Crouse Health Online: Wellness is just a click away.
Share Share
  |  Connect with Us: 
large
med
small
Text Size
 

Health News



Experimental Drug Might Help Some a Bit With Colon Cancer

Experimental Drug Might Help Some a Bit With Colon Cancer

01/18/12

TUESDAY, Jan. 17 (HealthDay News) -- The experimental cancer drug regorafenib appears to extend survival slightly in patients with metastatic colorectal cancer, a new trial indicates.

Regorafenib is a so-called multikinase inhibitor, which targets several of the ways cancer develops and grows, researchers said.

"The drug was tested on patients with metastatic colorectal cancer who had progressed after standard therapies, meaning they had no treatment options available," lead researcher Dr. Axel Grothey, a professor of oncology at the Mayo Clinic, said during a noon press conference at the Gastrointestinal Cancers Symposium in San Francisco on Tuesday.

The drug is designed to stop tumor progression, both by preventing cancer cells from growing and by preventing these cells from developing the blood vessels needed to keep them alive, the researchers explained.

In the trial, more than 700 patients with metastatic colon cancer were randomly selected to receive regorafenib or placebo.

In addition, all patients received care to treat symptoms, but not to change the course of the disease, the researchers noted.

Treatment included antibiotics to fight infections, painkillers and corticosteroids.

The investigators found that patients taking regorafenib survived an average of 6.4 months, compared with five months for those receiving a placebo -- an increase in survival of 29 percent.

In addition, 44 percent of the patients taking regorafenib responded to the drug or had their cancer slowed, compared with 15 percent of the patients receiving placebo, they reported.

Based on these findings, the trial was stopped in October so that all patients could be offered the drug.

The trial was funded by the maker of regorafenib, Bayer HealthCare Pharmaceuticals.

"The drug helped patients live longer," said Dr. Len Lichtenfeld, deputy chief medical officer for the American Cancer Society. "But you have to keep in mind that these patients had advanced disease."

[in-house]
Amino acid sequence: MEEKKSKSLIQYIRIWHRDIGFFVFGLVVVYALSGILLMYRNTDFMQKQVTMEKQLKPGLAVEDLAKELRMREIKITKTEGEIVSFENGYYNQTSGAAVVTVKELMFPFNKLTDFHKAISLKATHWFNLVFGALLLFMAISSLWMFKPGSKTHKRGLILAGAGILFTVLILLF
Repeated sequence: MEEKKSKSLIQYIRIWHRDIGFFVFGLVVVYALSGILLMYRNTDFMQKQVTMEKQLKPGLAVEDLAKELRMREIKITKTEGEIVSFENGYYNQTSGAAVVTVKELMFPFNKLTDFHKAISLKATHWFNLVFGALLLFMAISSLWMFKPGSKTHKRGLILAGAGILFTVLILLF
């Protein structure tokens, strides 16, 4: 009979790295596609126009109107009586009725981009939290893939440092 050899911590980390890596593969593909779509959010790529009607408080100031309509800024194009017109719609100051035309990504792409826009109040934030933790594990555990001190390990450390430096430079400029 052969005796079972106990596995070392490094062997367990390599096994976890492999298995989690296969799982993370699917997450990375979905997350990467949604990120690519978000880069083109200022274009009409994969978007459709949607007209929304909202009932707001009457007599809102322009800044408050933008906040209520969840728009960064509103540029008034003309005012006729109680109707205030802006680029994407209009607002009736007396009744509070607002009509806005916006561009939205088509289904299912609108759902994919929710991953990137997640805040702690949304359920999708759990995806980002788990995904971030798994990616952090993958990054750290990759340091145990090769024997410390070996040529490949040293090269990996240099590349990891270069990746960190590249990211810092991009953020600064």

And, the gains were modest, he added. "Patients who got the drug lived about one month longer. Unfortunately, the difference between the groups in the time it took for the disease to get worse was small -- about six days," he said.

Lichtenfeld thinks that using the drug earlier in treatment might have more impact. "But not every drug, when moved earlier in the course of the disease, is necessarily proven to be effective," he cautioned.

Grothey noted regorafenib is being tested in a phase 2 trial in patients with earlier stage colorectal cancer, in hopes that the results will be even more dramatic.

Research presented at medical meetings should be viewed as preliminary until published in a peer-reviewed medical journal.

More information

For more on colon cancer, visit the American Cancer Society.

Copyright © 2012 HealthDay. All rights reserved.

Please be aware that this information is provided to supplement the care provided by your physician. It is neither intended nor implied to be a substitute for professional medical advice. CALL YOUR HEALTHCARE PROVIDER IMMEDIATELY IF YOU THINK YOU MAY HAVE A MEDICAL EMERGENCY. Always seek the advice of your physician or other qualified health provider prior to starting any new treatment or with any questions you may have regarding a medical condition.

OF INTEREST:
 

Latest News

Crouse First in Area to Perform Single-Site Hysterectomy
more >

MedEx Bedside Prescription Delivery Service

Free service offers convenience, patient education at discharge.
more >

CrouseSports Express After-Hours Ortho Care

Immediate care of orthopedic injuries in kids and adults.
more >

Weight Loss Surgery

Is it right for you? Attend a free information seminar held twice monthly.
more >

Quality at Crouse

See how Crouse Hospital strives to provide the best in patient care.
more >

Cheer Up That Special Someone

Say get well or welcome a new arrival with a gift purchased right at Crouse.

more >

Make an Online Donation Now

Your donation of any amount helps support Crouse services & programs in a meaningful way.
more >

Shop Online Now

Say get well, thinking of you or welcome new baby with a unique gift from the Crouse Gift Shop.

more >